Rutgers approves tuition hike of 1.85 percent for 2017-2018 academic year


Students should expect an average in-state tuition of $14,638


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Photo by Nikhilesh De |

The Rutgers Board of Governors voted to increase the cost of attendance by 1.7 percent during their monthly meeting on July 19.


Rutgers students will pay an average of $14,638 as their base tuition and fees in the 2017-2018 academic year after the Board of Governors voted to increase tuition and fees by 1.85 percent. Room and board will be increased by 1.5 percent, and the overall cost of attendance will jump by 1.7 percent.

The actual dollar amounts students can expect to pay vary by school and campus.

Rutgers raised tuition costs by 1.7 percent in 2016, and 2.3 percent in 2015, with some of the funds coming from the increase going toward salary increases, according to The Daily Targum. 

University Vice President for Financial Planning and Budgeting Kathy Dettloff said some of the money raised through tuition increases will again go toward faculty salary increases. 

There are 27 unions on campus whose members will receive a mandatory pay raise, she said. Overall, their salaries will jump by an average of 2.5 percent.

The Board of Governors also approved a $4.4 billion University budget for the 2018 fiscal year. The budget was approved earlier in the day, Detloff said.

Rutgers' American Association of University Professors-American Federation of Teachers (AAUP-AFT) Vice President David Hughes requested a copy of the resolutions increasing tuition and fees prior to the closed session. He was granted two minutes to provide a public comment at the beginning of the Board’s meeting.

He said he could not address the board because he did not have enough information to do so.

"Students have not shown up this year because they’ve given up, this body is so utterly closed to informed comment … there’s no way that I can give an informed comment on tuition because I haven’t seen the resolution and will not see it in time," he said.

Hughes told The Daily Targum that he had emailed members of the Board of Governors before the meeting requesting the resolutions to ensure his comment could address the substance of the increase, but had not received the drafts.

“Two meetings ago I asked in Newark for it, I emailed (Secretary of the University) Kimberlee Pastva for it, I filed an (Open Public Records Access request) for it, they will not let it go, at all,” he said.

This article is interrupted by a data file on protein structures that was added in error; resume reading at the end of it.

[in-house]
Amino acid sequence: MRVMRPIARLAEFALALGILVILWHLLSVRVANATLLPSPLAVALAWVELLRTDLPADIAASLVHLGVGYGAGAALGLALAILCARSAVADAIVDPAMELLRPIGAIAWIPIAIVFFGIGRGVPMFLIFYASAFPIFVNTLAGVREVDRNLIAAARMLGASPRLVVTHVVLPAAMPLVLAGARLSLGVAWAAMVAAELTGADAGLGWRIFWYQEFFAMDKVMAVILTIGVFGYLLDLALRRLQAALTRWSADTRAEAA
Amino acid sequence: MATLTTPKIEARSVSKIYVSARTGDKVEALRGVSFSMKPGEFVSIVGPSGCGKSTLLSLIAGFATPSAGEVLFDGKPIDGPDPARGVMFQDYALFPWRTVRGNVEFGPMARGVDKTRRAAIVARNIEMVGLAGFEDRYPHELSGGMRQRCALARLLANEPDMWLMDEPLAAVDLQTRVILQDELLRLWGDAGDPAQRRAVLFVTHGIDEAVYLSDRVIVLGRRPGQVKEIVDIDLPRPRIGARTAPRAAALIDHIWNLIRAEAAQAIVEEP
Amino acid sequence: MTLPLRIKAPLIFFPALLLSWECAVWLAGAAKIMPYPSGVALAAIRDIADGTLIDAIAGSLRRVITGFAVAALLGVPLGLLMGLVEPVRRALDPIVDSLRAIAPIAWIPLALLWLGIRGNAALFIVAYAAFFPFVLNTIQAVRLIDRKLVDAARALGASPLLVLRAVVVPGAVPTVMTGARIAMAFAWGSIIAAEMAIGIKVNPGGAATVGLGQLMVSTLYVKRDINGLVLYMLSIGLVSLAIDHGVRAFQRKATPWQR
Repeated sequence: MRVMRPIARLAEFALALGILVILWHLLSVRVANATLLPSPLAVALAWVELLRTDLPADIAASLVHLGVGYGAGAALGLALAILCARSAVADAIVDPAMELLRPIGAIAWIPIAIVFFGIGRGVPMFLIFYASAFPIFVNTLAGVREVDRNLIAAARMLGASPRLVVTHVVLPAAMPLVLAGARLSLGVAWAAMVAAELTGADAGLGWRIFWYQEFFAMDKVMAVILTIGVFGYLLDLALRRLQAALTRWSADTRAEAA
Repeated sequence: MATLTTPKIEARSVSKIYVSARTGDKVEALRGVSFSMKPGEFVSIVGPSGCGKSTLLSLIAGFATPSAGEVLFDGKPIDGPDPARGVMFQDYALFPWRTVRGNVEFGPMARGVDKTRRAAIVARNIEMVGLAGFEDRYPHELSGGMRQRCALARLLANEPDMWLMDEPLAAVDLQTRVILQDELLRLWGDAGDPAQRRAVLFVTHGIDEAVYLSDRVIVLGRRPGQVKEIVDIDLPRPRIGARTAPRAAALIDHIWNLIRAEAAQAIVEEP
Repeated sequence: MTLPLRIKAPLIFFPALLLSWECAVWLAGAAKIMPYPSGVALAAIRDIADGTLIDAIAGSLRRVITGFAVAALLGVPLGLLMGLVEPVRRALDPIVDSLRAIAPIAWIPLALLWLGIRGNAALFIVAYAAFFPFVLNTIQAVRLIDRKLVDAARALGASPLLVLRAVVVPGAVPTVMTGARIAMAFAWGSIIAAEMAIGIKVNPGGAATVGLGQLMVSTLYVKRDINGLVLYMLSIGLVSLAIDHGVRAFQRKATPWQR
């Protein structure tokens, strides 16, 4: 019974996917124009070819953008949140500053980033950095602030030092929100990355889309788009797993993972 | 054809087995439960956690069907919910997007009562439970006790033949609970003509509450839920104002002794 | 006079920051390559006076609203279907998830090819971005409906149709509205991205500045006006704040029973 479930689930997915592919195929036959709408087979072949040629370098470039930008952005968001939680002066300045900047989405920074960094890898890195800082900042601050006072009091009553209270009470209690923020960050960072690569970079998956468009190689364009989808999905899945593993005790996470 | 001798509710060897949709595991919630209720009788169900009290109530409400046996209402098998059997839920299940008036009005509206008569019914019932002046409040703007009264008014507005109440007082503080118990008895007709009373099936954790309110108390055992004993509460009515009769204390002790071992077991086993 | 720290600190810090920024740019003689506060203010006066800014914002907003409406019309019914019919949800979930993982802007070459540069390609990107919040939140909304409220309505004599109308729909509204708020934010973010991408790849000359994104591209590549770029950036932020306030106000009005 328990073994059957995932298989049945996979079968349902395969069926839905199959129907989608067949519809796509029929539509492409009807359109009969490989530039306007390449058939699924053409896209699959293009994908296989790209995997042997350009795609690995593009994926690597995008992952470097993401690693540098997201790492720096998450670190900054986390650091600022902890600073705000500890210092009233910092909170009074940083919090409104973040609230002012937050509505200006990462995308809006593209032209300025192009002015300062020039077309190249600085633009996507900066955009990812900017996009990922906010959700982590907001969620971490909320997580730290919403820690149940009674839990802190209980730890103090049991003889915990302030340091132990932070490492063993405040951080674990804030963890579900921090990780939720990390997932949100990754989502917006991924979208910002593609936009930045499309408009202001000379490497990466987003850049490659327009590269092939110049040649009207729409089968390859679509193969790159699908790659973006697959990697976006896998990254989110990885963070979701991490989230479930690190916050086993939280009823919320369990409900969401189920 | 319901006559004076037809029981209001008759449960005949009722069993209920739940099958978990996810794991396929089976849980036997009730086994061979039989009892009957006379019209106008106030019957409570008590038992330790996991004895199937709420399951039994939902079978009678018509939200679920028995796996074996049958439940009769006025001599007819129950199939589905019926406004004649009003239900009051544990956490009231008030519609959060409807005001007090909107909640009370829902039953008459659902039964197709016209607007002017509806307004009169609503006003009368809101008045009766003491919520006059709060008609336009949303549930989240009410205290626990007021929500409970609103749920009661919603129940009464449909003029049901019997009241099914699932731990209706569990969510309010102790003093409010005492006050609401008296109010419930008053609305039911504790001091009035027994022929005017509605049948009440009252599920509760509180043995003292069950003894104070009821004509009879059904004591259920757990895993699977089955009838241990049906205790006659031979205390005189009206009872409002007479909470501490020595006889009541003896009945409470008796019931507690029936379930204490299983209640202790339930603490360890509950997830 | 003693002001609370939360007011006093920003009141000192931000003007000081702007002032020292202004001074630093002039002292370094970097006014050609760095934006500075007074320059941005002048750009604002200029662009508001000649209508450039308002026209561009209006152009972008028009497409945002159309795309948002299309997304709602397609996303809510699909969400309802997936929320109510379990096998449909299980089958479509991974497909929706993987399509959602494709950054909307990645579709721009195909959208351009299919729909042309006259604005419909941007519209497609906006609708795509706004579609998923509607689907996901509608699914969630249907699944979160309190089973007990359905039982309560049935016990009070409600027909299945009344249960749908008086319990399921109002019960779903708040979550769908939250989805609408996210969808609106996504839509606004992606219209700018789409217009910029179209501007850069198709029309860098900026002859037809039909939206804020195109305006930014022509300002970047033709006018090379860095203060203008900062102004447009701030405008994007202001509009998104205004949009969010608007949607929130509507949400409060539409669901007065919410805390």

Having a copy of the resolution prior to its being voted on would allow him to more effectively address it, he said.

“We could effectively engage in the deliberation (of the increases) if a week ago we’d gotten the draft resolution, and that is the way the public gives comment in Washington or Trenton or any other capitol,” he said. “This is a completely opaque process designed to appear open to the public but is not. If we’d gotten this a week ago we could have sent it in for financial analysis.”

Having a copy of the proposed tuition increases would help faculty and students find alternatives to simply raising costs for students, he said.

Five years ago Rutgers was planning on raising tuition 5 percent, but revised it to 2.5 percent based on student input, Hughes said. This was under former Rutgers President Richard L. McCormick, upon the recommendation of former Board of Governors Chair Ralph Izzo.

During his initial comments, Hughes requested the Board to set aside funding for Educational Opportunity Fund (EOF) students.

Under the new New Jersey state budget, EOF students will see roughly $1.4 million more overall.

“So the EOF money has increased a bit but tuition will increase as well … it’s clear that if they increase tuition at all, the grants won’t keep up,” Hughes said. “You’ve got to look at ... room and board, textbooks, and those are not regulated at all, course fees are not regulated … all this stuff leaves students with a balance to pay.”

University President Robert L. Barchi said there will be a 2 percent increase in the number of TAG Awards this year after the state increases in EOF funding. These increases should lower tuition for students dependent on these programs.


Nikhilesh De is a contributing writer for The Daily Targum. He is a School of Arts and Sciences senior. Follow him on Twitter @nikhileshde for more.


Nikhilesh De

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